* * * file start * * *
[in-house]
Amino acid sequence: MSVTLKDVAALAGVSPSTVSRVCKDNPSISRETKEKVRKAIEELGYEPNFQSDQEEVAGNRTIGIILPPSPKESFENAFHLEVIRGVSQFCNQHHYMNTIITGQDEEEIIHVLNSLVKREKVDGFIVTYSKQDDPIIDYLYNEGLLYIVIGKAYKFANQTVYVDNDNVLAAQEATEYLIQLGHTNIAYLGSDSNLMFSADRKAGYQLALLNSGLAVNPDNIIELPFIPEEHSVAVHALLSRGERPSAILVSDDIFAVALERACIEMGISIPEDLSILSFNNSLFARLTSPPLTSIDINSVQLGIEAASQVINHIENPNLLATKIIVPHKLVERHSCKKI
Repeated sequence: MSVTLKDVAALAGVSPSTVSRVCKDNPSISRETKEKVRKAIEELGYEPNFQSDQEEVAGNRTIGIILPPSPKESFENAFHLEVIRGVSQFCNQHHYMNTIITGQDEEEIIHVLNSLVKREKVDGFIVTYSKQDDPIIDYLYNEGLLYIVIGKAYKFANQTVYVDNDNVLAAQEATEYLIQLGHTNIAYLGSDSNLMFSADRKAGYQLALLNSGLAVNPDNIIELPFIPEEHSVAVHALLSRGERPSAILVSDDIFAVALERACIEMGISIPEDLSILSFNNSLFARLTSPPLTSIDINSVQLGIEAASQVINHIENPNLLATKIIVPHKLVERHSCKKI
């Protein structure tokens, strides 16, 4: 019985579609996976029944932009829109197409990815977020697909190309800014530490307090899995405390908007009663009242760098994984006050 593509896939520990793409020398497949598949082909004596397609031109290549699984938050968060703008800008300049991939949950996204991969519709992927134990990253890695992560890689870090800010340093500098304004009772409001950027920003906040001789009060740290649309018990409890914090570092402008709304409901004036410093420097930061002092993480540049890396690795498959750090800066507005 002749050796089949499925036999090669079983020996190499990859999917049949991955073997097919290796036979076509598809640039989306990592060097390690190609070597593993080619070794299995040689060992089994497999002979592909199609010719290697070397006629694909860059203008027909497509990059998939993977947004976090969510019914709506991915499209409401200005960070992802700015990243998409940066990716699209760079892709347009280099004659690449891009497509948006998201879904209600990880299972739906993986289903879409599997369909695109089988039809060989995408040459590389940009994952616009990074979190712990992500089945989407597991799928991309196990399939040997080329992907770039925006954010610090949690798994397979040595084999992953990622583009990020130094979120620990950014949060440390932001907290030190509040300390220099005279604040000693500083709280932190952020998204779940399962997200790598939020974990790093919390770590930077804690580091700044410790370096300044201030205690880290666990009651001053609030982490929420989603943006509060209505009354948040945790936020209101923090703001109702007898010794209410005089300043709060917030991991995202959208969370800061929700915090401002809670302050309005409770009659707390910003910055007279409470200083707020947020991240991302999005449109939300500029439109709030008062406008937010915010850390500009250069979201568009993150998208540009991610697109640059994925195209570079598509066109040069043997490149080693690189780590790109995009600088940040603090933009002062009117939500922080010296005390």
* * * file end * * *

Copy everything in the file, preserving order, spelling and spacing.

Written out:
[in-house]
Amino acid sequence: MSVTLKDVAALAGVSPSTVSRVCKDNPSISRETKEKVRKAIEELGYEPNFQSDQEEVAGNRTIGIILPPSPKESFENAFHLEVIRGVSQFCNQHHYMNTIITGQDEEEIIHVLNSLVKREKVDGFIVTYSKQDDPIIDYLYNEGLLYIVIGKAYKFANQTVYVDNDNVLAAQEATEYLIQLGHTNIAYLGSDSNLMFSADRKAGYQLALLNSGLAVNPDNIIELPFIPEEHSVAVHALLSRGERPSAILVSDDIFAVALERACIEMGISIPEDLSILSFNNSLFARLTSPPLTSIDINSVQLGIEAASQVINHIENPNLLATKIIVPHKLVERHSCKKI
Repeated sequence: MSVTLKDVAALAGVSPSTVSRVCKDNPSISRETKEKVRKAIEELGYEPNFQSDQEEVAGNRTIGIILPPSPKESFENAFHLEVIRGVSQFCNQHHYMNTIITGQDEEEIIHVLNSLVKREKVDGFIVTYSKQDDPIIDYLYNEGLLYIVIGKAYKFANQTVYVDNDNVLAAQEATEYLIQLGHTNIAYLGSDSNLMFSADRKAGYQLALLNSGLAVNPDNIIELPFIPEEHSVAVHALLSRGERPSAILVSDDIFAVALERACIEMGISIPEDLSILSFNNSLFARLTSPPLTSIDINSVQLGIEAASQVINHIENPNLLATKIIVPHKLVERHSCKKI
């Protein structure tokens, strides 16, 4: 019985579609996976029944932009829109197409990815977020697909190309800014530490307090899995405390908007009663009242760098994984006050 593509896939520990793409020398497949598949082909004596397609031109290549699984938050968060703008800008300049991939949950996204991969519709992927134990990253890695992560890689870090800010340093500098304004009772409001950027920003906040001789009060740290649309018990409890914090570092402008709304409901004036410093420097930061002092993480540049890396690795498959750090800066507005 002749050796089949499925036999090669079983020996190499990859999917049949991955073997097919290796036979076509598809640039989306990592060097390690190609070597593993080619070794299995040689060992089994497999002979592909199609010719290697070397006629694909860059203008027909497509990059998939993977947004976090969510019914709506991915499209409401200005960070992802700015990243998409940066990716699209760079892709347009280099004659690449891009497509948006998201879904209600990880299972739906993986289903879409599997369909695109089988039809060989995408040459590389940009994952616009990074979190712990992500089945989407597991799928991309196990399939040997080329992907770039925006954010610090949690798994397979040595084999992953990622583009990020130094979120620990950014949060440390932001907290030190509040300390220099005279604040000693500083709280932190952020998204779940399962997200790598939020974990790093919390770590930077804690580091700044410790370096300044201030205690880290666990009651001053609030982490929420989603943006509060209505009354948040945790936020209101923090703001109702007898010794209410005089300043709060917030991991995202959208969370800061929700915090401002809670302050309005409770009659707390910003910055007279409470200083707020947020991240991302999005449109939300500029439109709030008062406008937010915010850390500009250069979201568009993150998208540009991610697109640059994925195209570079598509066109040069043997490149080693690189780590790109995009600088940040603090933009002062009117939500922080010296005390």